In the past year, CommonLit has added hundreds of short stories, informational texts, poems, news articles, plays, historical documents, and more to our diverse collection of texts for students. Below are the top 10 most downloaded texts this school year.
Though written nearly a century ago, Yezierska’s short essay about her experiences as a new immigrant to America still bring to life the idea of the American Dream. Share this text with students to introduce them to the memoir genre, to spark a discussion on immigration or the American Dream, or to pair with a novel with similar themes like Esperanza Rising or Angela’s Ashes.
Another memoir, this chapter from Helen Keller’s The Story of My Life tells of Keller’s early experiences working with Anne Sullivan, who helped her communicate despite an inability to hear, see, or speak. Include this excerpt as part of a unit on resilience or overcoming obstacles, or for a lesson on point of view.
If you boarded an elevator and everyone else was facing backwards, would you turn around, too? Pose this question to students before reading ABC News’ “Why Do People Follow the Crowd?” This article highlights the work of Dr. Gregory Berns who conducted several experiments using unsuspecting people. Assign this text to get students talking about social pressure, or to help them better understand why some people will follow a leader even when they know it’s wrong.
Ida B. Wells was an African-American journalist, editor, suffragist, sociologist, and an early leader in the Civil Rights Movement. This informational text is a short biography of Wells and the personal tragedy she experienced that pushed her to raise national awareness about violence and discrimination against African Americans. Share this text with your class as part of a unit on the Civil Rights Movement, to hold a discussion on social change, or to pair with historical novels like Roll of Thunder, Hear My Cry or Bud Not Buddy.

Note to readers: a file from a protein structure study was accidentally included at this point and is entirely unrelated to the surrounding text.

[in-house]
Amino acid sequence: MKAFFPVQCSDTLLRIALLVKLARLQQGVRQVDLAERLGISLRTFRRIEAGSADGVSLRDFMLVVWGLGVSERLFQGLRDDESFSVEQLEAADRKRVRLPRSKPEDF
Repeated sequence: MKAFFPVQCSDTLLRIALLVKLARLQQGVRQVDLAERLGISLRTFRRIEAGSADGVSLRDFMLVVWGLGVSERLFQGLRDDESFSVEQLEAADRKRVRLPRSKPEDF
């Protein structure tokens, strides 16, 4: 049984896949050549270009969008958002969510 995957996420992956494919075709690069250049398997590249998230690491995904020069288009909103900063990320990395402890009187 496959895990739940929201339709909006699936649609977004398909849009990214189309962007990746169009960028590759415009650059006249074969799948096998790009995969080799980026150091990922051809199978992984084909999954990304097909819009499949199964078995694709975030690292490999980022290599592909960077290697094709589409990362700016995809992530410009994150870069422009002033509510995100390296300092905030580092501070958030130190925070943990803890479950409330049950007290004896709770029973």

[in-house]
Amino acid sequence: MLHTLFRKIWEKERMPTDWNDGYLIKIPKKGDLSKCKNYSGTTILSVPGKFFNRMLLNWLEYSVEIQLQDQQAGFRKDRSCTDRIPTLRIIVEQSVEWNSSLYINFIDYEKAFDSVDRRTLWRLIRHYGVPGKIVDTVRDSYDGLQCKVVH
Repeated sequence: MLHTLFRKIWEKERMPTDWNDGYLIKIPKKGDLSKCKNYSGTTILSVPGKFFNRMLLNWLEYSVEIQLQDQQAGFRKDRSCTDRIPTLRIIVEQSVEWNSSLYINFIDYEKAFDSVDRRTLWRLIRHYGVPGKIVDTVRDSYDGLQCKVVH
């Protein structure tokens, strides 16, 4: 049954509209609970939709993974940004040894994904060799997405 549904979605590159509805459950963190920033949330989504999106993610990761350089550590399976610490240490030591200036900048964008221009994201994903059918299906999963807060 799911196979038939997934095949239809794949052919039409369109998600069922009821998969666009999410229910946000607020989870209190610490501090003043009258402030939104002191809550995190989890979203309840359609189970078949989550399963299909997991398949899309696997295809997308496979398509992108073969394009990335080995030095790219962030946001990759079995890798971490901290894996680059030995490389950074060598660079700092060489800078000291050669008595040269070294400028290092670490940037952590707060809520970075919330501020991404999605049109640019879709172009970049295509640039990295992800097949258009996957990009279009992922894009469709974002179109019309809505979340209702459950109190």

It seems fitting that one of our most popular poems would belong to the timeless Shel Silverstein. “Masks” is a short and sweet illustrated poem about being your true self. Introduce it to students during a unit on identity or to practice analyzing poetry.
This is one of our favorite texts at CommonLit. It’s short, engaging, and packed with literary devices for analysis. In this short story, the legendary Amy Tan tells of a Chinese-American teenager with a crush on a boy “as white as Mary in the manger.” When the boy and his family agree to come to Christmas dinner at the narrator’s house, she is mortified to find that her family has prepared a traditional Chinese meal. Assign this text as part of a unit on culture and identity, to pair with other works like The House on Mango Street or The Joy Luck Club, or to push students to analyze diction and imagery as way of conveying tone.
Our most popular poem describes what it was like as an African-American in the 19th century to be discouraged from learning how to read. The poem is a powerful way to begin a discussion with students about the power of education. Ask students, what is it about literacy that slave masters were so afraid of? Why did the slaves so desperately want to learn to read?
Another short and accessible text, this famous fable from Aesop tells of a tiny mouse who proves to a powerful lion that she is greater than she seems. Include this text as part of a unit on power and resilience, or with a class novel that champions an underdog.
Rashema Melson, a senior from Washington D.C., excelled in school despite her homelessness. This NPR News article shares insight from Melson on how she was able to succeed against the odds. Ask students to read this text and identify the characteristics and attitude that helped Melson become an inspiration for many.
Our most popular text of all time is NPR’s “Malala Yousafzai: A Normal Yet Powerful Girl.” Short and accessible, this article will not only introduce students to the achievements of the inspiring young leader but also shed light on her as a regular teenager. Share this text with students as a way to show them that young people - even those facing serious obstacles - can create powerful change in their communities.
Have you used any of these texts in your own classroom? We’d love to hear from you! E-mail us to share your experiences with CommonLit texts.